The spirit is willing, but the flesh is weak

A few months ago I was having a conversation about the difference between some forms of Western Spirituality and Eastern Spirituality, and why some Westerners are so attracted to forms of Eastern Spirituality. In the end, we reached the conclusion that it might be due to some forms of Eastern Spirituality focusing on being present in the body and most forms of Western Spirituality essentially viewing the body as an evil necessity before you move onto the afterlife.

This then tied into some thoughts I had about yoga, and then some more thoughts I had when my yoga instructor told the class to be and feel heavy, to let our weight sink into the floor, and to let our legs and feet support us, not our shoulders or neck.  The mindfullness meditation that I do from time to time, also focuses on being in the body, on being present in the moment, and focusing on the breath, on the sensations of sitting or lying still for a period.

This blog post, which I will attempt to selectively quote from, pretty much sums up my experience of Christian teachings (Catholic for the most part) in relation to the body versus the soul:

Many of the early church Fathers were educated in Greek philosophy or came under its influence. The result was an amalgamation of Christian theology with Greek philosophy.

The theology of the early Middle Ages was dominated by the towering figure of Augustine of Hippo, who completed the fusion of the Pauline emphasis of sin and grace through faith with a Neoplatonic view of man that stressed the imprisonment of the soul in the body. This dualism led to an increasing asceticism in the life of the medieval church, which meant an attitude of indifference or even outright hostility toward the body. The official theology of the church concentrated on getting the soul of the believer into heaven, through the Sacraments, or at least on saving it from hell, as the doctrine of purgatory developed. —James N. Lapsley, Salvation and Health, p.39.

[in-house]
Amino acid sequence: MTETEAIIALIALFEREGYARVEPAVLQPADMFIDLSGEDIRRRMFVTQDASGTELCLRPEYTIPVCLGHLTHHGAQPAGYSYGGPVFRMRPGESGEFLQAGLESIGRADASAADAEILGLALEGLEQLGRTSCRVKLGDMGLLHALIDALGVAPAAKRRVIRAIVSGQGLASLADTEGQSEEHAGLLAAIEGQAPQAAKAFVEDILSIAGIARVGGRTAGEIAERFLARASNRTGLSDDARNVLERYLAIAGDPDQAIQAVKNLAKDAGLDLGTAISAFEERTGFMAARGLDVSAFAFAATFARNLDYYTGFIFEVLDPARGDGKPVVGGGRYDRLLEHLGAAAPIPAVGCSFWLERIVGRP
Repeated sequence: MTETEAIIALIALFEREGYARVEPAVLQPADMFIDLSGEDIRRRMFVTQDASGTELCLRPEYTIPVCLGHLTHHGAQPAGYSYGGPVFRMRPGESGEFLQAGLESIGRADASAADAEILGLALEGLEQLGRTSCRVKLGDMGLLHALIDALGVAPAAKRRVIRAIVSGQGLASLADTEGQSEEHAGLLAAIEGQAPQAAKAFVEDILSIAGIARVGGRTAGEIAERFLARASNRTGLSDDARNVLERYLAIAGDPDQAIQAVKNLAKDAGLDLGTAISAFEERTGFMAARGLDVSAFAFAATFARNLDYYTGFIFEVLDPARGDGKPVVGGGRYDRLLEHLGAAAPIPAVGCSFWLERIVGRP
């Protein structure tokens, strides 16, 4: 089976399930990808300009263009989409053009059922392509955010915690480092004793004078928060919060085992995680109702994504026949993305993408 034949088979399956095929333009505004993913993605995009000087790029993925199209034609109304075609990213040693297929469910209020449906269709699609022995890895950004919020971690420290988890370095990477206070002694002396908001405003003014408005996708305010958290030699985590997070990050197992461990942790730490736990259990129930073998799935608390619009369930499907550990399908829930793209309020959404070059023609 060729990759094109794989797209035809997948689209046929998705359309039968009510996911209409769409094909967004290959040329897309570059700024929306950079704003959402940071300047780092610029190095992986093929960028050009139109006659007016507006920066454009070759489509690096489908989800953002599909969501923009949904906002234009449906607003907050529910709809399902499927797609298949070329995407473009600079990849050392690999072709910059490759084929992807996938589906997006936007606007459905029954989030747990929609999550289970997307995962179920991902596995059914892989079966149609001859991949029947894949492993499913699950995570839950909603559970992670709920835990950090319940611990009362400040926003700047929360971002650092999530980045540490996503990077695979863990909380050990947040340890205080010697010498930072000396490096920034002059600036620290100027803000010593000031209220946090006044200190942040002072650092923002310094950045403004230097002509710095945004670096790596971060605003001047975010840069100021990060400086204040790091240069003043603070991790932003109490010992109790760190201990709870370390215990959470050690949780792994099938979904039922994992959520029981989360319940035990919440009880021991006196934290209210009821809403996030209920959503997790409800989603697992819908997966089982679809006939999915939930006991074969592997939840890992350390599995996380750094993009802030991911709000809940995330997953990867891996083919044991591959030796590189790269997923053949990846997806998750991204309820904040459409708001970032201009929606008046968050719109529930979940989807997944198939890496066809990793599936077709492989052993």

Coming down to the medieval period, Lapsley continues:

If the health of the body was not forgotten, it was once again generally relegated to the status of a matter of relative indifference, which might as well be sacrificed to gain eternal bliss. This was the situation that obtained as Martin Luther grew toward manhood at the turn of the sixteenth century.  —Ibid., p.41.

The medieval church did not understand what the New Testament meant by “flesh” and “spirit.” In real Greek fashion she understood these terms to designate two parts of man — the higher and lower natures. Since things like body, work, eating and sexuality belonged to the “flesh,” they were regarded as inferior functions, if not tainted with evil. On the other hand, prayers, fasting, celibacy and religious tasks were regarded as “spiritual” and therefore superior, if not meritorious.

Or a concept of “soul-salvation” which is not a “whole-salvation” can lead people to think that since God is not very concerned with the body, neither should they be too concerned about how they treat the body. It is amazing how many Christians think that they display their spirituality by neglecting the body. If they hasten a coronary by bad living habits, they think that this will be a good testimony of their dedication to the Lord’s work.

It makes sense then that those people attracted to religions and forms of spirituality that focus on being present in your own body, treating it well, and stepping gently on the world around you, are not going to be attracted to Christianity necessarily.  It makes sense that people who want to look after themselves, their environment, and their planet are attracted to forms of belief, exercise and spirituality that support those things.

This is, in part, why I do yoga as a form of exercise.  It’s one that recognises my body, my journey through life, my ability, and is patient with where I am at today.  I am not after the spiritual aspects of yoga, but being a form of meditation and exercise that developed from Hindu, Buddhist and Jain philosophy, it is differently grounded to the philosophies that I grew up with.  When I did ballet as a child, we were not taught to move with our breath, to ground ourselves and be connected to the ground we stood on, and we were not taught how to breathe properly (being a singer helped there).  Instead we were taught to be as light as air (which is funny in retrospect), to glide, gracefully above the earth as if we were not made from it.  Fencing, my preferred form of competitive sport, is again a sport about being light, and nimble – and one not designed so well for women, but that’s a different story.

To take up room, to be heavy, to be your body are radical notions in Western Christian philosophy where the body is seen as something that carries around the soul while you do enough good deeds to get into your deity’s good books before being allowed to be rewarded with heaven after you die.



Oh, and I chose the title of this blog, as one of the worst lines in the Bible – the need to sleep, to eat, to live are seen as a weakness versus things that actually need to be addressed.

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